AFRICOM: Chinese Naval Base in Africa Set to Support Aircraft Carriers

April 20, 2021 5:43 PM
Chinese sailors watch a People’s LIberation Army Navy (PLAN) pull into Djibouti. Xinhua Photo

A recently completed pier at the Chinese naval base near the entrance to the Red Sea is large enough to support an aircraft carrier, the top U.S. commander for Africa told lawmakers on Tuesday.

Referring to the Chines naval base in Djibouti, U.S. Africa Commander Army Gen. Stephen Townsend told the House Armed Services Committee that the People’s Liberation Army was expanding its existing naval installation adjacent to a Chinese-owned commercial deep-water port and also seeking other military basing options elsewhere on the continent.

“Their first overseas military base, their only one, is in Africa, and they have just expanded that by adding a significant pier that can even support their aircraft carriers in the future. Around the continent they are looking for other basing opportunities,” Townsend told the HASC.

The base, formally opened in 2017, was developed to support the Chinese anti-piracy mission off the coast of Somalia in the Gulf of Aden but has expanded to include capabilities to serve as a logistical resupply hub for the PLAN’s blue-water capital ships like its new large deck Type-075 amphibious warship or domestically-designed Type 002 aircraft carrier, according to analysts.

As recently as October, commercial satellite imagery showed construction on a pier system at the military base at Djibouti.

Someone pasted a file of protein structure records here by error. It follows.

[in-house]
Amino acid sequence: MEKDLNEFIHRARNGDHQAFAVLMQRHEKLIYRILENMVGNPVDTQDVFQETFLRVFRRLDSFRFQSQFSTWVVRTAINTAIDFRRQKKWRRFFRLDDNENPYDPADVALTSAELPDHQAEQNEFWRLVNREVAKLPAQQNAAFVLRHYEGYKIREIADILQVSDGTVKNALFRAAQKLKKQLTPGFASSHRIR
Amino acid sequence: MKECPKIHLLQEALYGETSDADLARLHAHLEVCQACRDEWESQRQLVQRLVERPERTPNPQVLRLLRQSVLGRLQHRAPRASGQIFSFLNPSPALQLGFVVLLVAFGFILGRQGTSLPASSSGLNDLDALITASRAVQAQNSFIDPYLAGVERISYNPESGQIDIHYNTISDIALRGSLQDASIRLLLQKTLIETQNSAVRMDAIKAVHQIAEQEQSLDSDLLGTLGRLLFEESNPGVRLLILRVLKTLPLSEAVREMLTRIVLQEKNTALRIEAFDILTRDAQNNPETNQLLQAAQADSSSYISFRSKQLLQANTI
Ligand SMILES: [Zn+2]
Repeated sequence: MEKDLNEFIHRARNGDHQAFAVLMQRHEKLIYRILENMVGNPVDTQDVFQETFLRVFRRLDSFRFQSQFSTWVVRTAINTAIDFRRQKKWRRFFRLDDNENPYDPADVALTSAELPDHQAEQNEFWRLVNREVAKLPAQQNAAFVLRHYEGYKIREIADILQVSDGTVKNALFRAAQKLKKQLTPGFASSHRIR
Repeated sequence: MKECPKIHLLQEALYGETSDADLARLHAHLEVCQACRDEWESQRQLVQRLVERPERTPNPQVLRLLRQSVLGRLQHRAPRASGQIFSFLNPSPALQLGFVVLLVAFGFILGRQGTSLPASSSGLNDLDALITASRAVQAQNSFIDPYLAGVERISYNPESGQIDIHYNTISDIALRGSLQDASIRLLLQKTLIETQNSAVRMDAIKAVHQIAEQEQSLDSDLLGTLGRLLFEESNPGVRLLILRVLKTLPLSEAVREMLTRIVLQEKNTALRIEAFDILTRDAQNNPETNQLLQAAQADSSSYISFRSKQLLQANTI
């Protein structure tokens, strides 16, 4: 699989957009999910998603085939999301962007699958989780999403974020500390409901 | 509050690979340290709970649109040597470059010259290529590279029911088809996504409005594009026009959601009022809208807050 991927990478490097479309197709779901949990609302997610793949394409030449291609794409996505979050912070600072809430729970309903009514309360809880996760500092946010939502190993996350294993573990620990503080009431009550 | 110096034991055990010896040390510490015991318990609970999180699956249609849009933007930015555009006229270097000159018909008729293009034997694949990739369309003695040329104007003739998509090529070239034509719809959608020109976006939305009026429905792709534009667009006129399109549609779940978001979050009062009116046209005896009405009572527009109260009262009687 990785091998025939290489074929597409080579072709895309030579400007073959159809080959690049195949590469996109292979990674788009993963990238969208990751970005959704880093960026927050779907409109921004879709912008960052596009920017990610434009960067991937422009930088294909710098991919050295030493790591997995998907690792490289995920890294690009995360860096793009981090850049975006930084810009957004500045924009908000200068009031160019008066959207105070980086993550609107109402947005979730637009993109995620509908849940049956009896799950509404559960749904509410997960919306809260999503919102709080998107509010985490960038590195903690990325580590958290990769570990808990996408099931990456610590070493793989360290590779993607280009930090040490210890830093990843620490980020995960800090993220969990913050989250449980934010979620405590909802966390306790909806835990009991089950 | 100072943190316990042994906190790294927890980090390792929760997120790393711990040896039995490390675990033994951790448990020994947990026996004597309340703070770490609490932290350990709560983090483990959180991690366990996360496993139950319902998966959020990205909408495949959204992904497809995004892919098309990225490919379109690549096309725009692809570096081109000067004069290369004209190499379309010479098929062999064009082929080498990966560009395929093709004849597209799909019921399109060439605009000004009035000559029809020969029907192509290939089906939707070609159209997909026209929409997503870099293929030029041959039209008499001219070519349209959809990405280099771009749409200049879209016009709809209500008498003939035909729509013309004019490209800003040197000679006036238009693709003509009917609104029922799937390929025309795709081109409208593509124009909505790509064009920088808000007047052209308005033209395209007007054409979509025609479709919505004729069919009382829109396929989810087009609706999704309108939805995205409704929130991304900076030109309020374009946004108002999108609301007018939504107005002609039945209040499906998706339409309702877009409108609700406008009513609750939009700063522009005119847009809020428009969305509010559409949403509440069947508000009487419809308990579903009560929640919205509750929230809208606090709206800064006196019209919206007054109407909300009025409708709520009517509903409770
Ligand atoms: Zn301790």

“The base was opened in 2017 but the piers are still under construction. China has planned to have nine piers at this base with four dedicated to PLA Navy,” reported India Today.
“The pier whose construction began in 2018 has now been completed with rails for heavy duty cranes on both sides.”

A May report from USNI News contributor H I Sutton said the new 1,120-foot pier was “just long enough to accommodate China’s new aircraft carriers, assault carriers or other large warships. It could easily accommodate four of China’s nuclear-powered attack submarines if required.”

The base is near the Bab el Mandeb, the entrance to the Red Sea from the Gulf of Aden and a major chokepoint for maritime traffic traveling toward the Suez Canal and the Mediterranean Sea.

The U.S. and French also have installations in the vicinity of the Chinese base. The U.S. Camp Lemonnier is an easy drive from the expanding Chinese base, and troops have complained of harassment from the Chinese, including lasers directed at U.S. aircraft.

Townsend told the committee the Chinese were looking at other places across Africa with the “intent to establish naval bases and air bases.”

While the base in Djibouti is one the most obvious sign of Chinese expansion on the continent, Townsend said that Beijing was growing its presence in Africa through civilian channels.

“China is of great concern. They are literally everywhere on the continent. They are placing a lot of bets down. They are spending a lot of money,” he said.
“They built a lot of critical infrastructure.”

Sam LaGrone

Sam LaGrone

Sam LaGrone is the editor of USNI News. He has covered legislation, acquisition and operations for the Sea Services since 2009 and spent time underway with the U.S. Navy, U.S. Marine Corps and the Canadian Navy.
Follow @samlagrone

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